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NASA Budget Document Overlooks Multiple Advisory Group Findings and Recommendations on the ISS

By Keith Cowing
NASA Watch
February 14, 2018
Filed under , ,
NASA Budget Document Overlooks Multiple Advisory Group Findings and Recommendations on the ISS

Keith’s note: In the NASA FY 2019 Budget Estimates document released by NASA today, there is a claim that both the NASA Advisory Council (NAC) or Aerospace Advisory Panel (ASAP) have “No new formal recommendations or findings for the ISS”. This is incorrect as listed below.
It is also important to note that this budget document makes no mention of the 2018 NASA OIG report “NASA’s Management of the Center for the Advancement of Science in Space (CASIS) which notes that CASIS has been unable to fully utilize the ISS resources given to it by NASA and casts doubts on CASIS’ ability to allow NASA to utilize the full future potential of the ISS; the OIG report NASA’s Plans for Human Exploration Beyond Low Earth Orbit which questions NASA’s ability to maintain the ISS, and the GAO Report NASA Commercial Crew Program: Continued Delays Pose Risks for Uninterrupted Access to the International Space Station which questions NASA’s ability to access the ISS.
Nor did the document mention that NASA has refused to deliver an ISS Transition report to Congress no later than 1 Dec 2017 as specified by Public Law No: 115-10. The clear intention of this budget document is to gloss over the facts and give the impression that there is no disagreement with regard to NASA policy regarding the ISS – and its future.
Discrepancies with regard to FY 2019 NASA budget document statements about NAC and ASAP statements regarding ISS issues are below:

NASA FY 2019 Budget Estimates, NASA, INDEPENDENT REVIEWS LSO-30/Page 195
“Review Type: Other
Performer: NASA Aerospace Safety Advisory Panel
Date of Review: Oct 2017
Purpose: Provides independent assessments of safety to the NASA Administrator
Outcome: No new formal recommendations or findings for the ISS
Next Review: 2018”

Summary and Status of Aerospace Safety Advisory Panel (ASAP) Recommendations (2017) (page 33)
“2017-01-01 Practice of System Engineering and Integration (SE&I) Principles by Commercial Crew Providers for Transportation Services to the International Space Station (ISS): Panel recommends that NASA require the Commercial Crew providers to produce verifiable evidence of the practice of rigorous, disciplined, and sustained SE&I Principles in support of the NASA Certification and operation of commercial crew transportation services to the ISS.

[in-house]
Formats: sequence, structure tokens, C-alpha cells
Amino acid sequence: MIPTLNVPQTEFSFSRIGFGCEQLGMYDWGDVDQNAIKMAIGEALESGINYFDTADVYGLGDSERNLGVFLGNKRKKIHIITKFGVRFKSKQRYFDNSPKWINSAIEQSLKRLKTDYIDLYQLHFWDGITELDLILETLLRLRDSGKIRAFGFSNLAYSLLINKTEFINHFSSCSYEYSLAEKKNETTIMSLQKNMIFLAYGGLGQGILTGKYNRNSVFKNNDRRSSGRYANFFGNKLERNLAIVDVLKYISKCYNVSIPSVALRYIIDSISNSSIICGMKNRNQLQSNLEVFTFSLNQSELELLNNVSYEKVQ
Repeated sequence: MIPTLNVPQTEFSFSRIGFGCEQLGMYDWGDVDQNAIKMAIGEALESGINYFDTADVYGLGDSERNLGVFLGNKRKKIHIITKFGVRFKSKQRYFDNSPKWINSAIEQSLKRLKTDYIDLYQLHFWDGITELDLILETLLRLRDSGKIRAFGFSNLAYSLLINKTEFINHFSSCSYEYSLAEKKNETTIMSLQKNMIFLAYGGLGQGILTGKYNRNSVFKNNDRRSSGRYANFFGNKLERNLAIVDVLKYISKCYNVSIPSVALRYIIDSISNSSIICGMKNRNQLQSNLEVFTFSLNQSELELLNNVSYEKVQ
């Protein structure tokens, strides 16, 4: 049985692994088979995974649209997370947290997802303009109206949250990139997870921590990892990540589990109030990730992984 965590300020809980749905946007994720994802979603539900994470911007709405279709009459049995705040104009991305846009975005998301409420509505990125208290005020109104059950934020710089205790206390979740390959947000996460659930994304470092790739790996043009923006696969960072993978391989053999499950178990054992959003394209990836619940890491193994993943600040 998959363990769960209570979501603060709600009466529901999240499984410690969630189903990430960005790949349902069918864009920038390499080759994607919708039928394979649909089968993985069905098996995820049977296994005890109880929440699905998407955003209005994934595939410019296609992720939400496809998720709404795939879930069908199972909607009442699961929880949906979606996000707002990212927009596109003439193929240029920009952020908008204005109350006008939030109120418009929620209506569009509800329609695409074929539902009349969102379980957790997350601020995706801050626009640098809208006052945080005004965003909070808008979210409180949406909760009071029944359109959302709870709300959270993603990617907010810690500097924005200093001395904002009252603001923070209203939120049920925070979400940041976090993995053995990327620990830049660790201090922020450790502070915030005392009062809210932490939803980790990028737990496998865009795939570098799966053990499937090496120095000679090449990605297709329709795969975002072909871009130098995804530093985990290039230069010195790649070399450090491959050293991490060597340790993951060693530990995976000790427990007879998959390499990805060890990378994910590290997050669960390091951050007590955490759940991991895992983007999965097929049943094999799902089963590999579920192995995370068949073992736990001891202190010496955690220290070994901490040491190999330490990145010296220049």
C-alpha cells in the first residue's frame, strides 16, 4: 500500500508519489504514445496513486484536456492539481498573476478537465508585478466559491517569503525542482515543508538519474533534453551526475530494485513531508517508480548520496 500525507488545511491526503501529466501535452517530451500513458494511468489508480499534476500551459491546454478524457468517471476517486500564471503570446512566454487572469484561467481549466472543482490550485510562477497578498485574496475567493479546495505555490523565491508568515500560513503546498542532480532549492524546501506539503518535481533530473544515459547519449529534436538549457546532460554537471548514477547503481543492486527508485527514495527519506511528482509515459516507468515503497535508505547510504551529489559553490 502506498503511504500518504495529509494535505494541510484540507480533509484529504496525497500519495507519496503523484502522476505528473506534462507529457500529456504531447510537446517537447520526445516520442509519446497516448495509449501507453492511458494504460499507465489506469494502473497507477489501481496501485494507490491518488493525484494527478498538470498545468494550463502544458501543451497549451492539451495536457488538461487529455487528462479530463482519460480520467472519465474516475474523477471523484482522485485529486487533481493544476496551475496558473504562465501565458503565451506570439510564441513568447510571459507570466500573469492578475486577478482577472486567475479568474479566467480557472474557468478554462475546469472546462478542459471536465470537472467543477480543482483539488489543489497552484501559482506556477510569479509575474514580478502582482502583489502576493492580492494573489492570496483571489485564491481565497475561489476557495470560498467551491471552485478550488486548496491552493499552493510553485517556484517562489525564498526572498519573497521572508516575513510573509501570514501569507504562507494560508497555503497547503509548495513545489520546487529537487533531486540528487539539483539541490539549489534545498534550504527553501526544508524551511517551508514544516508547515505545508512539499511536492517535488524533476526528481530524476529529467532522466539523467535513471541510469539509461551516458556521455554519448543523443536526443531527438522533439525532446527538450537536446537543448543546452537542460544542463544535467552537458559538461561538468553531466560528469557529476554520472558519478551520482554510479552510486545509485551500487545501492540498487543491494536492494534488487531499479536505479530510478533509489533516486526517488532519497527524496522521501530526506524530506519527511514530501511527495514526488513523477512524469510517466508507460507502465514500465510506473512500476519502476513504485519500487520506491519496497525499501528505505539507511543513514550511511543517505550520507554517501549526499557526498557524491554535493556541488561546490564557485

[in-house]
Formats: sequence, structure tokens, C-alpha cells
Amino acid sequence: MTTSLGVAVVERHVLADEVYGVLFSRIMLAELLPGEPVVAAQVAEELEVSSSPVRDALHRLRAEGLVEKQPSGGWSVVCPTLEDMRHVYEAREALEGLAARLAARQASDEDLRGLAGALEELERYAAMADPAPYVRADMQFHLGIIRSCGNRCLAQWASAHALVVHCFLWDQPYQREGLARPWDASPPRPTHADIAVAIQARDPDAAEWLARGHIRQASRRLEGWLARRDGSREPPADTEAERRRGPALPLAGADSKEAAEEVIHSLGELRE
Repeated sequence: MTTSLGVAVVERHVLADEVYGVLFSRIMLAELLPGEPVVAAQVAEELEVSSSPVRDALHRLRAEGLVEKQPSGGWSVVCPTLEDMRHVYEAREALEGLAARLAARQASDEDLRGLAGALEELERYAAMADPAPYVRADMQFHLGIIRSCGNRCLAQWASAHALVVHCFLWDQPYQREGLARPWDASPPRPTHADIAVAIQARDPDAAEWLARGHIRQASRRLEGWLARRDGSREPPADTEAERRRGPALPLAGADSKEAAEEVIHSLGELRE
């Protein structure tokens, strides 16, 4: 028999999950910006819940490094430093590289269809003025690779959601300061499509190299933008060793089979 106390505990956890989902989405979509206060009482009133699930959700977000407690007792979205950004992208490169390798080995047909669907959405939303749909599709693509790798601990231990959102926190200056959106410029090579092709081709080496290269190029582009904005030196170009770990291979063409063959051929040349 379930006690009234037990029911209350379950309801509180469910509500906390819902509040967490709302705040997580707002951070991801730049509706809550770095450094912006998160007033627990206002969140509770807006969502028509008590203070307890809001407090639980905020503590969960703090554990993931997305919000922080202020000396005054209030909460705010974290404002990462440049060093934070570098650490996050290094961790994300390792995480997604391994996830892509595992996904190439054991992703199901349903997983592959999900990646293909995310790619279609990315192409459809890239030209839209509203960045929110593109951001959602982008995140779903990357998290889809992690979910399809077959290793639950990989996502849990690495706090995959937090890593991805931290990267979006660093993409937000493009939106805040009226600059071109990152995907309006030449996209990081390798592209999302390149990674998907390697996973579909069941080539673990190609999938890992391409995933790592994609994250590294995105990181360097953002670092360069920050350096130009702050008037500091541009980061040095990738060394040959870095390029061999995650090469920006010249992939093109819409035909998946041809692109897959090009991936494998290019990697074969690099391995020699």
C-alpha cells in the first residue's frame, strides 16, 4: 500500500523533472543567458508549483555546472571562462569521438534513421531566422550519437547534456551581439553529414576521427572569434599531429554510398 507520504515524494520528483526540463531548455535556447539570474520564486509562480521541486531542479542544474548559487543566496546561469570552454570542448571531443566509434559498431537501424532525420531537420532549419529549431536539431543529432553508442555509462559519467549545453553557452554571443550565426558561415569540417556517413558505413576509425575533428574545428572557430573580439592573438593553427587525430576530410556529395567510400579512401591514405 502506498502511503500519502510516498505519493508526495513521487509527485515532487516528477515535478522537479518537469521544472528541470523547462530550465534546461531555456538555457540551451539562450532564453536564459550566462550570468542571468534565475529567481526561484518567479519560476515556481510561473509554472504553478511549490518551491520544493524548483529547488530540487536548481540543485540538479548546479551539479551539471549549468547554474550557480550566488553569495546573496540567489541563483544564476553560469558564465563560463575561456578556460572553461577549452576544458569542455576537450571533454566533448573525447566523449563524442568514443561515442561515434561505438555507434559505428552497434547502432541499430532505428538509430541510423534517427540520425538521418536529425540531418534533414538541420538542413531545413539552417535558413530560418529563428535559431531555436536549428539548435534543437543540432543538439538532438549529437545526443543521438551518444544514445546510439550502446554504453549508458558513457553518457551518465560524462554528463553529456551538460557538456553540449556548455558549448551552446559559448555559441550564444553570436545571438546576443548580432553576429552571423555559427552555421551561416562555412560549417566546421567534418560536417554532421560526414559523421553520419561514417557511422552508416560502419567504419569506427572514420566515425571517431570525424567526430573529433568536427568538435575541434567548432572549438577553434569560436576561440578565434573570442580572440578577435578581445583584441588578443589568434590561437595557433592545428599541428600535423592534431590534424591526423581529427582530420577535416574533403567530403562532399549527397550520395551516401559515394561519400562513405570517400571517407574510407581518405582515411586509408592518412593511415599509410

OPEN NASA responded on 5/22/17, concurring with the recommendation. NASA stated that the Commercial Crew Program (CCP) providers are responsible for ensuring cost-effective system design, realization, operation, and technical management of the systems they are developing to meet a fixed-price contract. Through contract requirement, deliverables, and increased insight, CCP asserts the ability to verify and/or validate that SE&I principles are followed to assure the proper management of risks, requirements, interfaces, configuration, and technical data throughout the system life cycle. ASAP continues to monitor CCP progress in gathering evidence of SE&I practices throughout the development and certification process.”

And then there are these two recommendations from both NAC and ASAP regarding the future of ISS.
NASA FY 2019 Budget Estimates, NASA INDEPENDENT REVIEWS LSO-30/Page 195
“Review :Type Other
Performer: NASA Advisory Council
Date of Review: Dec 2017
Purpose: Provides independent guidance for the NASA Administrator
Outcome: No new formal recommendations or findings for the ISS
Next Review: 2018”

NASA Advisory Council Finding International Space Station (ISS) Phaseout, 27 July 2017, NASA Advisory Council (page 5)
“NASA Advisory Council Finding International Space Station (ISS) Phaseout
Name of Committee: Human Exploration and Operations Committee
Chair of Committee: Mr. Kenneth Bowersox
Date of Council Public Deliberation: July 27, 2017
Short Title of Finding: International Space Station (ISS) Phaseout
Finding: The Council finds that the International Space Station (ISS) is a critical facility for development of systems that will be used for deep space exploration, especially for life support systems. Current projections show approximately two years of run-time on deep space exploration life support systems onboard ISS – in preparation for what may be a three-year crewed mission to Mars in the 2030s. While the official commitment to ISS currently ends in 2024, the Council believes that it is likely that exploration development in low Earth orbit will need to be continued past 2024.